Service with Spirit

by Jonathan Everitt

Lakisha Williams ’96 grew up in a family filled with people who served their religious community, and when the time came for her to decide what direction her life would take, the groundwork was already there. Today, she works at Goddard Riverside Community Center, a human service organization in New York City, where she serves as connections coordinator.

But what led Williams there was a combination of lessons learned growing up in a service-focused family in the Bronx and an inspiring experience at Hobart and William Smith.

“When I started at HWS, I thought I wanted to be a psychology major,” Williams says. “Then I took a religious studies class and that was it. I majored in religious studies and minored in sociology. Because of the classes I took I fell in love with religious studies.”

After graduating from William Smith, Williams went directly to Union Theological Seminary in New York. While there, she had a work study placement at an Episcopal church that later merged with Goddard Riverside. She has remained at Goddard to this day because she appreciates its philosophy of service.

“I’m at Goddard because it’s a settlement house,” Williams says. “It’s one of the oldest in the country. The settlement house tradition is that it doesn’t just provide temporary services, but tracks you from cradle to grave.”

Among the people Williams serves are the homeless population throughout Manhattan.

“The need is great,” Williams says. “Right now, we have the biggest population of homeless children New York City has ever seen.”

Helping people living in crisis is a big part of Williams’ daily existence. But there are two occasions each year that stand out as her most fulfilling. One is the holiday season.

“We serve about 3,000 meals on Thanksgiving and Christmas,” Williams says. “More and more, we see families and individuals coming in, not because they’re homeless, but because they don’t know where their next meal is coming from.”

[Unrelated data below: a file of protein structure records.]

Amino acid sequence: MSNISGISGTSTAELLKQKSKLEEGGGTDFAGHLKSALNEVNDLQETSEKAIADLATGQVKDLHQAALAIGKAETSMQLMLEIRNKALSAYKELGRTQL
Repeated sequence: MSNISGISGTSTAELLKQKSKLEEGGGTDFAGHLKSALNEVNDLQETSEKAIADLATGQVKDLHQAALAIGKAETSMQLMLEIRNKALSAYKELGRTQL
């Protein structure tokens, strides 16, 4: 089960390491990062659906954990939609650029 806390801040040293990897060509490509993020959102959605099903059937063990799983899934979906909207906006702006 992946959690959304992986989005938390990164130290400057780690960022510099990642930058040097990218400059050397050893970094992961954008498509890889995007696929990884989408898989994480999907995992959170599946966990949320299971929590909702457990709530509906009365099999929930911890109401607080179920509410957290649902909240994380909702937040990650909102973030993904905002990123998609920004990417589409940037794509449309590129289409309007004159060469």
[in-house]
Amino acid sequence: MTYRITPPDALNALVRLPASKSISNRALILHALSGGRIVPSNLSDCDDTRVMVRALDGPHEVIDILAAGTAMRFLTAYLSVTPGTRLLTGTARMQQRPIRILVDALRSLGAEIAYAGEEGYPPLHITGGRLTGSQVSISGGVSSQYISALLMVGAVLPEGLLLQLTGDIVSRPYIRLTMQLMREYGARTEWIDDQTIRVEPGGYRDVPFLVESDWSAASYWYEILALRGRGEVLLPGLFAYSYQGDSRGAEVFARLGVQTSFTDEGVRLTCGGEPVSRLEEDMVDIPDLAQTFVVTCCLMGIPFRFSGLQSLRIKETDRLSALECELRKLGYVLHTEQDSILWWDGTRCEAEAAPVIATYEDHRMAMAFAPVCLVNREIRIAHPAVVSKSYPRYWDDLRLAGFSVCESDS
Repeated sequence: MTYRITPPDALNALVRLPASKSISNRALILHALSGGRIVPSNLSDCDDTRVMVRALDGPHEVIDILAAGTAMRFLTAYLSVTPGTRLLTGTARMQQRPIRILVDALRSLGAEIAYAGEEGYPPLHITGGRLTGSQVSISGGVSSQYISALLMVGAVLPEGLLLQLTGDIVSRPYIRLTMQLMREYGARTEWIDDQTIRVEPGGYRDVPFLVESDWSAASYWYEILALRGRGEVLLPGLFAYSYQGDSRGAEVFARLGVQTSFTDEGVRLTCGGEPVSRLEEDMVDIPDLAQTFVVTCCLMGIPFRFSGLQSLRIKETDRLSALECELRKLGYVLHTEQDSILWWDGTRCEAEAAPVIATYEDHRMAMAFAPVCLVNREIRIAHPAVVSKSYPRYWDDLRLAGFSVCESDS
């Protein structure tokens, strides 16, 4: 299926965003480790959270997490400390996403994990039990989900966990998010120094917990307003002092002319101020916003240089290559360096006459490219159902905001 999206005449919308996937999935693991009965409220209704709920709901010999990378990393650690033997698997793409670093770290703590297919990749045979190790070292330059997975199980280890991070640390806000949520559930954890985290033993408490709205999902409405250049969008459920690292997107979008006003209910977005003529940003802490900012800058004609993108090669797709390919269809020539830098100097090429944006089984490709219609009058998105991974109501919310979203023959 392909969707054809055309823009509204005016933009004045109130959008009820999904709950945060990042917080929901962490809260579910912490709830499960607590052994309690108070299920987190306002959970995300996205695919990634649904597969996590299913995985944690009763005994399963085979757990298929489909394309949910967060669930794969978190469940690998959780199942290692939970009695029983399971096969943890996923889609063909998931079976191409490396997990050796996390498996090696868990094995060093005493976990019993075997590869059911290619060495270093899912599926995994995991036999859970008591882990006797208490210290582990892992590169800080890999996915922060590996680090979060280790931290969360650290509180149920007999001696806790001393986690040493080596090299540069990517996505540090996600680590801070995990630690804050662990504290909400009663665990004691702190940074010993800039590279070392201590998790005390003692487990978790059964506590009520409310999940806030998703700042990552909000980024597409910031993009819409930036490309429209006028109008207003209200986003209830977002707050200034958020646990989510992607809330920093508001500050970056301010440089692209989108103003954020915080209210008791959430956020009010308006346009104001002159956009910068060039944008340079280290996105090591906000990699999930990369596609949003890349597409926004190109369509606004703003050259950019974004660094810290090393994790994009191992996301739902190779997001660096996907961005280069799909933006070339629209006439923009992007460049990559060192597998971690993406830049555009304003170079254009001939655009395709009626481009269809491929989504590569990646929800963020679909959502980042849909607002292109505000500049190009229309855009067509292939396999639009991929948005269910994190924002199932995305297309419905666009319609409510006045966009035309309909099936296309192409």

Her other favorite moment of the year is Goddard’s Neighbor to Neighbor Dinner the first weekend in May. It’s an awards ceremony for outstanding volunteers in the community.

“This year we’re giving six awards out, and the people we’re going to honor are amazing,” she says. “One is an eighth grader.”

And those aren’t the only award winners in Goddard’s circle. Williams herself has recently been honored with a couple kudos of her own.

A minister and youth pastor at Antioch Baptist Church in Harlem, Williams received the Faith and Favor Ministries’ Favor Award for her ministry work and was recently named Woman of the Year by the Bronx Leadership Academy II.

In the midst of her busy work life and achievements, Williams still finds time to serve as class correspondent for the William Smith Class of 1996.

“While I was at William Smith, I made some of the most lasting relationships of my life. Being class correspondent helps me stay connected to those people. My very best friends are from Hobart and William Smith. My confidants are from HWS.”

Her time at the Colleges was a vital part of the foundation she has built for a life of service.

“I gained family. I gained sisters. I wouldn’t trade them for anything.”


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